by Tucker Neel
originally published in Artillery Magazine Jan/Feb 2010 Vol. 4 Issue 3
Your entire world changes once you’ve seen Tom of Finland’s work. His images reverberate in your mind when you see Navy recruitment ads, wrestlers, policemen and beefcakes in the gym. Born Touko Laaksonen in 1920, his meticulously rendered drawings of self-assured muscular men engaging in mutually orgasmic guilt-free sex play, have appeared in galleries, bathhouse hallways, on coffee tables and under mattresses. Knee-length engorged penises and rotund buttocks adorn every one of Tom’s men, complete with sultry expressions and five o-clock shadows.
Whether giving or receiving blowjobs, fisting or fucking, Tom’s sailors, cops, CEOs and cowboys, are all super-sex heroes. Their assertive masculinity challenges homophobic top/bottom dichotomies and explodes conventional notions of homosexual passivity. When Tom died in 1991, his immense archive was left to the Tom of Finland Foundation (ToFF), which occupies a Craftsman-style house in Echo Park (a neighborhood just east of downtown LA). The artist called it home the last years of his life.
The house is a museum of pleasure, containing an incomparable collection of erotic ephemera: books, photos, videos, magazines, and costumes, objects that too often are discarded and devalued because of their naughty uses. It’s a respected, well-curated, art gallery, displaying works by well-known and emerging artists. It also hosts year-round events, including AIDS benefits and amazing leather and stud-clad figure-drawing workshops. Primarily, the ToFF is a teaching tool, a piece of gay history that continually breaks apart stereotypes and promotes healthy, tolerant attitudes about human sexuality.
A house dedicated to Tom of Finland, and his sexy legacy, might intimidate some who fear its inhabitant’s libidinal proclivities, but the people who live and work here are some of the most knowledgeable and welcoming leather-clad folks you’d be lucky enough to meet. While touring the house with Durk Dehner, co-founder and president of the ToFF, and Sharp, ToFF’s vice president and curator, I felt right at home.
Durk and Sharp inform me that Tom of Finland XXL, Taschen’s recent seventeen-pound collection of his work, is rumored to have been bound by The Vatican’s bindery – the only one capable of seaming such a massive tome. We flip through it in the dining room and look at a few of Tom’s original framed sketches hanging on the wall. We discuss Tom’s recent inclusion in the Venice Biennale and a show at MoMA, and Durk points out the artist’s range of appeal: “Tom is really unusual, because at his peak he was being shown at well-known galleries and museums and was also being used as jerk-off material.”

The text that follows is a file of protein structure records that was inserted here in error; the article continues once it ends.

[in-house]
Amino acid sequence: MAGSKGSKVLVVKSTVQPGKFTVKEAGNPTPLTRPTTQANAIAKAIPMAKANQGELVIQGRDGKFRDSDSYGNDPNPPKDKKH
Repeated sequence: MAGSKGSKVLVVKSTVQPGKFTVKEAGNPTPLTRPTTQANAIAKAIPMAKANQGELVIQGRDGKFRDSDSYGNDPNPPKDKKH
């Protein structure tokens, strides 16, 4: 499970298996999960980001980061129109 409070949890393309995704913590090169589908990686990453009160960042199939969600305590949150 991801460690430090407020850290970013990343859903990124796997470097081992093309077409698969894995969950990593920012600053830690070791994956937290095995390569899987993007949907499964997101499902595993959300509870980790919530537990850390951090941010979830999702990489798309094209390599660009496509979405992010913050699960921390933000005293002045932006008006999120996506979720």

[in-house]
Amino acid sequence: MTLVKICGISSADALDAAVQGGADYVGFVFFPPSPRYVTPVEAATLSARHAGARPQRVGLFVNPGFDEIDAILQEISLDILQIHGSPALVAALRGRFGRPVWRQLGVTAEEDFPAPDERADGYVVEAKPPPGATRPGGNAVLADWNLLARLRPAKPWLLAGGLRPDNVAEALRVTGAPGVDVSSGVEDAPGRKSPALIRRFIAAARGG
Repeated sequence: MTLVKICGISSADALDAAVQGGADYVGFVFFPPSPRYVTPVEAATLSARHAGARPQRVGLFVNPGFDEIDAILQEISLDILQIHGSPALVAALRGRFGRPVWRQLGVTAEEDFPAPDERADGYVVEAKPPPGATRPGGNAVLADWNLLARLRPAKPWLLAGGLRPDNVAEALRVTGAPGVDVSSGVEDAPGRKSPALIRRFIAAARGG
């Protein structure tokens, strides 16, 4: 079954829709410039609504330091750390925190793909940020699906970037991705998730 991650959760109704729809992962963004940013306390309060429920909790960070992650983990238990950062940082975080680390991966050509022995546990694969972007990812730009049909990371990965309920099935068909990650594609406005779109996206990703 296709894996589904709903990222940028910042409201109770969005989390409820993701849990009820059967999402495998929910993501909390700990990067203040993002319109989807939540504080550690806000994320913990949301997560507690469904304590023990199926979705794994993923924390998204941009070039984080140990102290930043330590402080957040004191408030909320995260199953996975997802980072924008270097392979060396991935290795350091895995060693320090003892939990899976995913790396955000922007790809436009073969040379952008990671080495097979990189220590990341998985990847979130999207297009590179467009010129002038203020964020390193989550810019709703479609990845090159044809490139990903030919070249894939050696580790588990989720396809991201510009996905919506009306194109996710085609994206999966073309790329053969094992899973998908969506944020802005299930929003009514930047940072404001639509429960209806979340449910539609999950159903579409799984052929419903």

We ascend the attic stairs leading to Tom’s tiny humid studio and bedroom, perfectly arranged, with his leather outfits on display, bed made, his collection of porn and source material in bookshelves and boxes. I pour over Tom’s cut-out photos of hunky men, many of them in uniforms, subtly altered, creating images of masculine authority reclaimed by the artist’s own queer desires. Sharp points out, “I think people have come to understand that Tom’s men were real people. Tom was chronicling them and inventing them at the same time. This was a real world that doesn’t exist anymore.”
Sharp turns on the AC and we chat in the office adjacent to Tom’s studio. Sharp is concerned that the ToFF’s membership is getting on in years and isn’t being replaced by a younger generation. I ask him what the house needs in these challenging times, “Cold, hard cash,” is the answer. The house needs money for storage and repairs. If things go well, the ToFF house will receive city, state, and national cultural status this year. It seems fitting that gay men the world over should open their wallets to help the house survive. We’ve already opened our jeans, countless times, to invite the pleasure Tom so selflessly created for us. The least we can do is enlist and preserve his legacy.